Tews Falls flows over a bowl-shaped rock formation which happens to be the most recent basin in the Spencer Gorge. It’s suggested that it was at one time as large as the Horseshoe Falls in Niagara because of the widening of the gorge downstream. In fact, Tews Falls is 41 meters and only a few meters shorter than Horseshoe Falls that rings in at 52 meters tall.

Immediately when you start the trail there’s a viewing platform of the falls to your right. Once you head up the stairs to continue hiking you’ll find a second platform (also to the right) that provides a slightly higher vantage point of the falls.

View of Tews Falls

Webster Falls

In the past you have been able to hike the 3 km round trip from Tews Falls to Webster Falls but the hike/walk went through the back of private property and since people haven’t respected the fact that it’s private property the owners have now decided that they’re not making this portion available anymore. This means that if you wish to visit both sites you’ll have to park separately, and during reservation times, you’ll have to get two separate reservations.

Webster Falls is easily accessible from its parking lot. You’ll pass a cobblestone bridge that takes you right to the falls to view them. In the past there was a 123 step metal staircase that would take you to the bottom of the staircase but this has been removed now.

Webster Falls from the bottom

Hiking Dundas Peak

The portion of the Bruce Trail between Tews Falls and Dundas Peak is nicknamed the “Shurvin Mile” in recognition of Mark Shurvin who served the area as a councilor and served as the mayor of Flamborough. He was instrumental in advocating for public open spaces.

Hiking Dundas Peak

I’m going to preface this as I usually do by stating that I’m really not that fit. I love going for walks and lighter hikes but again by no means actually fit. All that is to say that I wouldn’t label Dundas Peak a super easy hike. The ground is fairly even so you’re not risking falling over but there is a fair bit of incline on the hike that you should be aware of.

From the parking lot you’re looking at a 1.8km loop trail which passes Tews Falls and goes up towards the platform/peak and then back down. I say up because as mentioned, you’re dealing with some incline on this hike.

Hiking Dundas Peak

 Hiking Dundas Peak

From Tews Falls you’ll walk up a staircase (which leads to the top platform to view Tews Falls from) and then continue on through a wooded hike. After a few minutes you’ll reach a wooden platform (on the right) that looks out over the gorge. It is partially obstructed with trees but it’s a nice hint of what’s to come at the peak.

Hiking Dundas Peak Hiking Dundas Peak

It took us about 20 minutes to reach Dundas Peak from Tews Falls and another 15 minutes back down to the parking lot. Obviously you’ll end up spending a fair bit of time both at the top and at Tews Falls taking pictures so do account for this when planning out your visit.

Dundas Peak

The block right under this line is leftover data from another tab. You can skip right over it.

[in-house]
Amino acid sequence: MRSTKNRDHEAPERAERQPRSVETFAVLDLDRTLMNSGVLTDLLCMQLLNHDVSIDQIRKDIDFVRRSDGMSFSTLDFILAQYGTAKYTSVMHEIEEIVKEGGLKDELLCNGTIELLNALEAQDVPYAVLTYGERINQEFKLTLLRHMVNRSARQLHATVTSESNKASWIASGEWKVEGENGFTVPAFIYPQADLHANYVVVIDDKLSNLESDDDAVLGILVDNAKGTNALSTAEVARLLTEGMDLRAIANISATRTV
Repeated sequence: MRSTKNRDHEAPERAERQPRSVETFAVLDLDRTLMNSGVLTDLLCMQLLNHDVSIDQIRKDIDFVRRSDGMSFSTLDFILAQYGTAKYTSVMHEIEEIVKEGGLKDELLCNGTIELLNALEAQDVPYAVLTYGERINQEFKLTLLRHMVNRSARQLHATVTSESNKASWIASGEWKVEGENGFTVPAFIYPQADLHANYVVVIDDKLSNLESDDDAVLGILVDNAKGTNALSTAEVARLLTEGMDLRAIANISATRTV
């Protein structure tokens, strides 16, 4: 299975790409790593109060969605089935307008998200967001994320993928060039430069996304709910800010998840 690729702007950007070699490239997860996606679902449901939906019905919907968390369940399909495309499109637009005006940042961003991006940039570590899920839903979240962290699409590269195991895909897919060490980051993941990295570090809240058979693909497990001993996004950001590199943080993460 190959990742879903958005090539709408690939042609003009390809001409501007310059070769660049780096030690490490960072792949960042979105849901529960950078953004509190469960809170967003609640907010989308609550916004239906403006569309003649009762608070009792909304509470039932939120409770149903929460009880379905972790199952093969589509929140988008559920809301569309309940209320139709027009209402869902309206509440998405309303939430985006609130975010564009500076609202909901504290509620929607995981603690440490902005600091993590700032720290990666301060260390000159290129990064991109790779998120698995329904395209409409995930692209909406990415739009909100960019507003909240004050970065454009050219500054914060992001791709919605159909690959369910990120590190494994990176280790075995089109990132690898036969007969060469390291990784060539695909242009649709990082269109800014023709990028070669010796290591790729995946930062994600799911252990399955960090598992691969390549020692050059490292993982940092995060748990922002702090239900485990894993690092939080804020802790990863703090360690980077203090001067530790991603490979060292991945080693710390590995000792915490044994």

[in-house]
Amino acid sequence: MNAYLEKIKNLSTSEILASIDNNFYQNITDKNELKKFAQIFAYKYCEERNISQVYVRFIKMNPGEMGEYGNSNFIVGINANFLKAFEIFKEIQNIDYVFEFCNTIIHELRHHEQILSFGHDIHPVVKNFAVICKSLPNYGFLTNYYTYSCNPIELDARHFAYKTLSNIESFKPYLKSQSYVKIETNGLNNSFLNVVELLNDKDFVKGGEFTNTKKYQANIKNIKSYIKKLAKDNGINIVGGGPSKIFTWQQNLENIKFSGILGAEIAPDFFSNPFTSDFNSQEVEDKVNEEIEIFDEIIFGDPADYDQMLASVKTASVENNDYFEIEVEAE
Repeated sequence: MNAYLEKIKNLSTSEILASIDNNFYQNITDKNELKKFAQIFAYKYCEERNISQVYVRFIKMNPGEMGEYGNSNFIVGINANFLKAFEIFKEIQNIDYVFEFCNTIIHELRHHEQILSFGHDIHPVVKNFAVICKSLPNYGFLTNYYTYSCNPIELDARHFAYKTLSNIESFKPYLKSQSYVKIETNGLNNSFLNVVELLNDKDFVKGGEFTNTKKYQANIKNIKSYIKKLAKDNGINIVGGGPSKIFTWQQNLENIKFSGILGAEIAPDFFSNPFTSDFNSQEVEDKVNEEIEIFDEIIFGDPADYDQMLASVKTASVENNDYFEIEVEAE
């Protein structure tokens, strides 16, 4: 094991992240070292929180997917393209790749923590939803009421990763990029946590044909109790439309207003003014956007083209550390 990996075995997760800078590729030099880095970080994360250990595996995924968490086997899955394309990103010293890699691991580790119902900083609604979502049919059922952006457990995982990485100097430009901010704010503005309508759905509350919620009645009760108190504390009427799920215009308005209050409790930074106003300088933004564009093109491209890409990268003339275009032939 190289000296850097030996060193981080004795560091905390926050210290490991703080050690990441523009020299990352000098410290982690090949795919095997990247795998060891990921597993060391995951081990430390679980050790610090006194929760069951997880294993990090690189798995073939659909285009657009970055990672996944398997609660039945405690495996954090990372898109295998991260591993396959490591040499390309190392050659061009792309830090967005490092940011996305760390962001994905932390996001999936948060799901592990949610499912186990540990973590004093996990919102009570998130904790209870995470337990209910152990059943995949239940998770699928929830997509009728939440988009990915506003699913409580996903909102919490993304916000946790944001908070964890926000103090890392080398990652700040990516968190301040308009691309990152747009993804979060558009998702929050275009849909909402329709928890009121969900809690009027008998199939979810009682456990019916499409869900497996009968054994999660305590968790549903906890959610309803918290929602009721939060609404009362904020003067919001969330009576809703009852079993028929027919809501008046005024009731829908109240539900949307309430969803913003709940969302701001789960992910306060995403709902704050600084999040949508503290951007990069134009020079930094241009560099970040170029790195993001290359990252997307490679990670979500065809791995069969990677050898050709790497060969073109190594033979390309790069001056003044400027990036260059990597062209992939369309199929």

Once you’ve reached the peak you’ll be blessed with the absolutely stunning views you can see below. Fall is a super popular time to visit Dundas Peak because of the absolutely spectacular fall colours that are on display. I’ve visited once in early Spring and now again in fall and the difference is like night and day The view is great no matter when you visit but it’s hard to compete against those beautiful colours and is obviously one of the reasons it’s incredibly popular this time of year.

On a clear day you can see everything from Stoney Creek to Hamilton Harbour to Dundas and Ancaster.

Hiking Dundas Peak      Hiking Dundas Peak

Hiking Dundas Peak Hiking Dundas Peak Hiking Dundas Peak

Fence Around The Top

If you’ve visited Dundas Peak in the past you may notice something new this year and that’s of course the shiny black fence that’s all around the lookout. This means if you’ve seen pictures of people sitting on the cliff before (like below) that will no longer be possible. While it’s a bit of a shame because the views from the edge (and the pictures!) are quite epic, the fence is there for a reason and make sure to respect it! There have been incidents of people falling off the cliff and in the name of safety the fences were installed.

While you may miss out on a really cool picture of sitting on the edge, the fence doesn’t really take away from the view so don’t be too concerned about that.

There are signs on the trail letting you know not to jump the fence. I will say based on recent pictures on Instagram, it’s obvious that people are jumping the fence. Please don’t be these people. It’s unnecessary and wasteful for first responders to have to rescue you because you wanted a cool picture.

Hiking Dundas Peak

Hiking Dundas Peak

 

There you have it! Everything you need to know about hiking Dundas Peak, Tews Falls and Webster Falls. If you have any questions please let me know in the comments and as always pin this post for your own upcoming trip to the area.

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2 Comments

  1. Abida Sharmin
    November 2, 2020 / 8:33 pm

    Loved this post! Very informative and beautiful pictures!
    The experience of living vicariously through this post was better than the trip to dundas peak itself!

    • Liliane
      Author
      November 3, 2020 / 2:34 pm

      Thank you! That’s so sweet!